Okay, my lads and lasses, today I am finally taking on the subject of procrastination. No, I have not been procrastinating about doing so. I have been studying the subject. Back in October, I began to wonder if what a lot of us call procrastination had become a catch-all term. According to Timothy Pychyl who maintains the blog Don't Delay at Psychology Today and is the author of the very fine book The Procrastinator's Digest A Concise Guide to Solving the Procrastination Puzzle, I was right. According to Pychyl, procrastination is not just "putting off work for whatever reason," as I stated here in October. It's not just waiting until the last minute and working madly to catch up. It is more than a habit.
Pychyl says that true procrastination "is the voluntary delay of an intended action despite the knowledge that this delay may harm the individual in terms of the task performance or even just how the individual feels about the task or him- or herself. Procrastination is a needless voluntary delay." It has a very specific definition within psychology.
True procrastination, Pychyl explains, is a self-regulation issue. Individuals are not regulating their behavior in order to achieve goals, meaning they are risking not achieving those goals. He doesn't describe procrastination as a time management problem. Instead, it's similar to gambling, drinking, overeating, and trouble managing money. Real procrastination, the hardcore stuff, involves individuals choosing to do something that will, essentially, harm them, meaning not doing the work toward a goal that would benefit them. You can procrastinate about going to the doctor, getting started on a diet, working on a book, submitting writing to an agent or publication.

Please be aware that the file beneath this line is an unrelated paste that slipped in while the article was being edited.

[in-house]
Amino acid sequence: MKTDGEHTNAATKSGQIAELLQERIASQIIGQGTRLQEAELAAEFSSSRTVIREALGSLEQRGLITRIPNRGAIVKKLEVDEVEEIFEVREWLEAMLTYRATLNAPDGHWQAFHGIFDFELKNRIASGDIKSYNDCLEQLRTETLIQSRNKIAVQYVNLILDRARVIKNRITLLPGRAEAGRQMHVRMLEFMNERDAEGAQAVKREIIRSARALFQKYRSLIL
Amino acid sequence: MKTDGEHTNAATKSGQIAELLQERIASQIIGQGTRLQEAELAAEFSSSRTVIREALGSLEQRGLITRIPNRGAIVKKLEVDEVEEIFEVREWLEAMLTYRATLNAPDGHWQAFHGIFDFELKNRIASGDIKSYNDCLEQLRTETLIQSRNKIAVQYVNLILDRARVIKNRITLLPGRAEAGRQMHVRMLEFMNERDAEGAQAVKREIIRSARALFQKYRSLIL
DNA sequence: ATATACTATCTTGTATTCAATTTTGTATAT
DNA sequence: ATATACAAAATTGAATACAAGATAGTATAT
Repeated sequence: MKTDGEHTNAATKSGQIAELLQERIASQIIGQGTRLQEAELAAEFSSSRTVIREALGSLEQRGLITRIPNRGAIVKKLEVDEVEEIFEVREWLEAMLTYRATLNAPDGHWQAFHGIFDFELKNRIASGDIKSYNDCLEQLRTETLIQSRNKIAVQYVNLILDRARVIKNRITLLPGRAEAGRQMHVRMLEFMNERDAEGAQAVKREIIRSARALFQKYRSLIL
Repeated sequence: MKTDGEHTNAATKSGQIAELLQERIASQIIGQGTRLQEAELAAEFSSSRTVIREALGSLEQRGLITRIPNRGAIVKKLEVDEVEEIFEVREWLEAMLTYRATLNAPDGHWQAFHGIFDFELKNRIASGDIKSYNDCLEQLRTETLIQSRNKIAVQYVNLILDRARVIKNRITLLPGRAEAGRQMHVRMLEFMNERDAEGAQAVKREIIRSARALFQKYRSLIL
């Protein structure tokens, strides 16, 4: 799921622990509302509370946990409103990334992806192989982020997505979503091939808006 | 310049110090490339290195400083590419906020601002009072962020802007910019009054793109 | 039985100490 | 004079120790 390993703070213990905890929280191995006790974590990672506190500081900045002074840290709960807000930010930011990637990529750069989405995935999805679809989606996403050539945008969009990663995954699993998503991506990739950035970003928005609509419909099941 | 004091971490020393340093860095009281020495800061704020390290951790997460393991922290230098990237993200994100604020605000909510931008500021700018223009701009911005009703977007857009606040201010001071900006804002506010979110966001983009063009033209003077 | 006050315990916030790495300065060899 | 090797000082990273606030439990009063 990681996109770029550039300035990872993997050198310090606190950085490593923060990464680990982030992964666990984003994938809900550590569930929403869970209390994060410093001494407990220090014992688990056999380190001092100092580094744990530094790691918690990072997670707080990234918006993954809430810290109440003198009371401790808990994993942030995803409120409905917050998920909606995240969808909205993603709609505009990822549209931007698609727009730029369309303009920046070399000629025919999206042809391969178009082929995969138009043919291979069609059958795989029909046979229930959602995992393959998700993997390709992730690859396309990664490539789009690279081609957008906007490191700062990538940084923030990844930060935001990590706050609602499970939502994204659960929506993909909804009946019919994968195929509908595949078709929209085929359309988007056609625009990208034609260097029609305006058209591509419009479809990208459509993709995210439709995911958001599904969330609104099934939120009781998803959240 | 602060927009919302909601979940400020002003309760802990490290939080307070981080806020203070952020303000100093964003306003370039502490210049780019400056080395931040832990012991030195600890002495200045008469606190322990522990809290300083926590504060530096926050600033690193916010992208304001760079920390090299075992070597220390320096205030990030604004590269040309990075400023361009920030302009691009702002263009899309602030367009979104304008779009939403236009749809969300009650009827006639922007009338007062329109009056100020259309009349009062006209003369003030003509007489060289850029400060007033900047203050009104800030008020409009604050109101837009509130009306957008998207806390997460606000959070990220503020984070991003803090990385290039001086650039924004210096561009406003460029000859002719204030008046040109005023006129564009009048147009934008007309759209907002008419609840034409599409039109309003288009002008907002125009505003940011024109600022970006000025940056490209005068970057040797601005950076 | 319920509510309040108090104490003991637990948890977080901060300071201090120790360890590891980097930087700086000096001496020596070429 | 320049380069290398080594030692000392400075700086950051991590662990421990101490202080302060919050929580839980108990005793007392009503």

All these things have value to the individual who wants to do them. Thus, choosing not to do these things is harmful.
A big part of the reason procrastinators procrastinate is that they're giving in to the need to feel good immediately. Yes, loosing forty pounds would make my health better six months from now, but if I eat three cookies now, I'll feel good immediately, so I'll put off starting the diet until tomorrow. Yes, finishing writing this book I've been working on would be a very positive thing because my editor has already voiced interest in it, but feeling good about finishing that won't happen for a couple of months and I can feel good about talking with some friends on Facebook right now.
Pychyl's book is extremely well organized and clearly written. He discusses various aspects of procrastination and strategies for change. Procrastination is much, much more than just a time management issue. However, I think there is one classic time management technique that writers could combine with one of Pychyl's strategies in a very helpful way.
Pychyl talks about implementation intentions. Essentially, with implementation intentions you're planning ahead what you're going to do in specific situations. (And you know how I love the whole situational thing.) He suggests using an "if-then" format for phrasing the intention you plan to implement. You've heard these kinds of things before relating to other behaviors that require self-regulation. "If I'm going to a party, then I will eat something before I leave so I won't get there hungry and overeat." "If I'm meeting friends at the casino, then I'll only bring $30 of gambling money so I won't risk losing more than I can afford."
Writers concerned about procrastinating can try combining an implementation intention with the unit system. "If I want to stop working while the timer is on, then I'll wait until it goes off." There are two helpful aspects to this scenario: 1. We've talked about relatively short units of time here, under an hour. So if procrastinators have to rely on their intention to get them through the unit, they shouldn't have to work long to make it to the end. 2. The break between units can serve as a reward. Whatever they do in the break can make procrastinators feel good now, and they can also feel good because their intention worked for them.
This feeling good thing is important because Pychyl says procrastinators often suffer self-esteem issues over procrastinating. So another plus I see with using the unit system to help procrastination is that if people can't make it through the short unit, they've lost only a small amount of time, and they can start again the same day. The unit system gives many opportunities over the course of a day to meet the implementation intention, feel good, and actually get some work done.
The Procrastinator's Digest is a marvelous book. If you have an e-reader, you can get it dirt cheap.
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